Today in History: Jan. 28

Henry VIII (1491-1547) on engraving from 1838.
King of England during 1509-1547. Engraved by W.T.Fry after a painting by Holbein.
In 1547, England’s King Henry VIII died; he was succeeded by his 9-year-old son, Edward VI. This image shows a portrait of King Henry VIII (1491 – 1547), engraved in 1838 by W.T.Fry after a painting by Holbein.

2nd July 1945:  Stonemasons working on the piers of a bridge across the Tisung River in Yunnan Province, China, in order to extend the length of the Stilwell Road. The road is being used by the Allied forces as an overland route to bring supplies to the Chinese Army after routing the Japanese.  (Photo by Keystone/Getty Images)
In 1945, during World War II, Allied supplies began reaching China over the newly reopened Burma Road. In this image, stonemasons work on the piers of a bridge across the Tisung River in Yunnan Province, China, in order to extend the length of the Stilwell Road. The road is being used by the Allied forces as an overland route to bring supplies to the Chinese Army after routing the Japanese. (Photo by Keystone/Getty Images)

American rock singer Elvis Presley (1935 - 1977) serenades a basset hound in a top hat with the song, 'Hound Dog' on the set of 'The Steve Allen Show,' July 1956. (Photo by NBC Television/Getty Images)
In 1956, Elvis Presley made his first national TV appearance on “Stage Show,” a CBS program hosted by Tommy and Jimmy Dorsey. In this image, Elvis serenades a basset hound in a top hat with the song, ‘Hound Dog’ on the set of ‘The Steve Allen Show,’ July 1956. (Photo by NBC Television/Getty Images)

Presidential adviser Dr. Henry Kissinger and Hanoi's Le Duc Tho, left, shake hands after conferring in suburban St. Nom La Breteche, June 12, 1973.  They have yet to finalize their draft accord to tighten the Vietnam peace agreement.  At far right is Le Duc Tho's aide Nguyen Co Thach.  (AP Photo/Michel Lipchitz)
In 1973, a cease-fire officially went into effect in the Vietnam War, a day after the signing of the Paris Peace Accords by the United States, North Vietnam and South Vietnam.

Presidential adviser Dr. Henry Kissinger and Hanoi’s Le Duc Tho, left, shake hands after conferring in suburban St. Nom La Breteche, June 12, 1973. They had yet to finalize their draft accord to tighten the Vietnam peace agreement. At far right is Le Duc Tho’s aide Nguyen Co Thach. (AP Photo/Michel Lipchitz)

FILE - In this Nov. 6, 1979 file photo, students stand guard before the entrance of the United States Embassy where staff is being held hostage in Tehran, as a portrait of Ayatollah Khomeini is on display. The Obama administration asked a federal judge Tuesday, April 21, 2009 to throw out a lawsuit against Iran filed by Americans held hostage at the embassy in Tehran 30 years ago. In court papers filed Tuesday night, the Justice Department argued that the agreement to release the hostages precluded lawsuits against Iran. (AP Photo/File)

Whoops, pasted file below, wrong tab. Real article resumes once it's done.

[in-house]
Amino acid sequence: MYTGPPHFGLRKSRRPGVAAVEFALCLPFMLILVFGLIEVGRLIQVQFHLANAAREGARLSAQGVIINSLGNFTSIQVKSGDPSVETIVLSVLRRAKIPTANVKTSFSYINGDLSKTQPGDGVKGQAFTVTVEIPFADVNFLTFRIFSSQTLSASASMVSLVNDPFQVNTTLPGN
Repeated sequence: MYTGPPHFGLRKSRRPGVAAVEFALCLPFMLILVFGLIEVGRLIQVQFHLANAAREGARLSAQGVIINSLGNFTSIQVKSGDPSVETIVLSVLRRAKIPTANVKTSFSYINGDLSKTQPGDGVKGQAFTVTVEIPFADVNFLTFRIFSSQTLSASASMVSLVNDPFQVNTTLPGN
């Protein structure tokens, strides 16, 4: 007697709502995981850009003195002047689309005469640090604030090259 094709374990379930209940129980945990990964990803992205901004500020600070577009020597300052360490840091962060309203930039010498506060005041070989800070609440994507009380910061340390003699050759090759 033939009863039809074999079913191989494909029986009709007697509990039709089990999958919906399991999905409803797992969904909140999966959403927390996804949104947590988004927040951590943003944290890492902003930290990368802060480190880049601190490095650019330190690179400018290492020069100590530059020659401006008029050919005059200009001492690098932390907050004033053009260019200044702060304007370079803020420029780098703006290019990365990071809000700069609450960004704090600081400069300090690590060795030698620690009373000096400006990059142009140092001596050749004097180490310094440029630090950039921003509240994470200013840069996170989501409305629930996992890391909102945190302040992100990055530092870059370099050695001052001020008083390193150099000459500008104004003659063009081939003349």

In 1980, six U.S. diplomats who had avoided being taken hostage at their embassy in Tehran flew out of Iran with the help of Canadian diplomats.

In this Nov. 6, 1979 file photo, students stand guard before the entrance of the United States Embassy where staff is being held hostage in Tehran, as a portrait of Ayatollah Khomeini is on display. (AP Photo/File)

In 1986, the space shuttle Challenger exploded 73 seconds after liftoff from Cape Canaveral, killing all seven crew members, including schoolteacher Christa McAuliffe.   (AP)
Addam Swapp leaves the federal courthouse in Salt Lake City on Tuesday, Jan. 6, 1998, following his asking for new trials for himself and his brother-in-law. The polygamous clan leader was involved in a Mormon chapel bombing and subsequent 13-day siege a decade ago. Their argument before the court was that the federal government had no jurisdiction in the case. The two are serving lengthy federal prison terms for a variety of convictions. (AP Photo/Douglas C. Pizac)
In 1988, a 13-day standoff in Marion, Utah, between police and a polygamist clan ended in gunfire that killed a state corrections officer, Fred House, and seriously wounded the group’s leader, Addam Swapp, who ended up serving more than 25 years behind bars.

Addam Swapp leaves the federal courthouse in Salt Lake City on Tuesday, Jan. 6, 1998, following his asking for new trials for himself and his brother-in-law. The polygamous clan leader was involved in a Mormon chapel bombing and subsequent 13-day siege a decade ago. Their argument before the court was that the federal government had no jurisdiction in the case. The two are serving lengthy federal prison terms for a variety of convictions. (AP Photo/Douglas C. Pizac)

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Henry VIII (1491-1547) on engraving from 1838.
King of England during 1509-1547. Engraved by W.T.Fry after a painting by Holbein.
2nd July 1945:  Stonemasons working on the piers of a bridge across the Tisung River in Yunnan Province, China, in order to extend the length of the Stilwell Road. The road is being used by the Allied forces as an overland route to bring supplies to the Chinese Army after routing the Japanese.  (Photo by Keystone/Getty Images)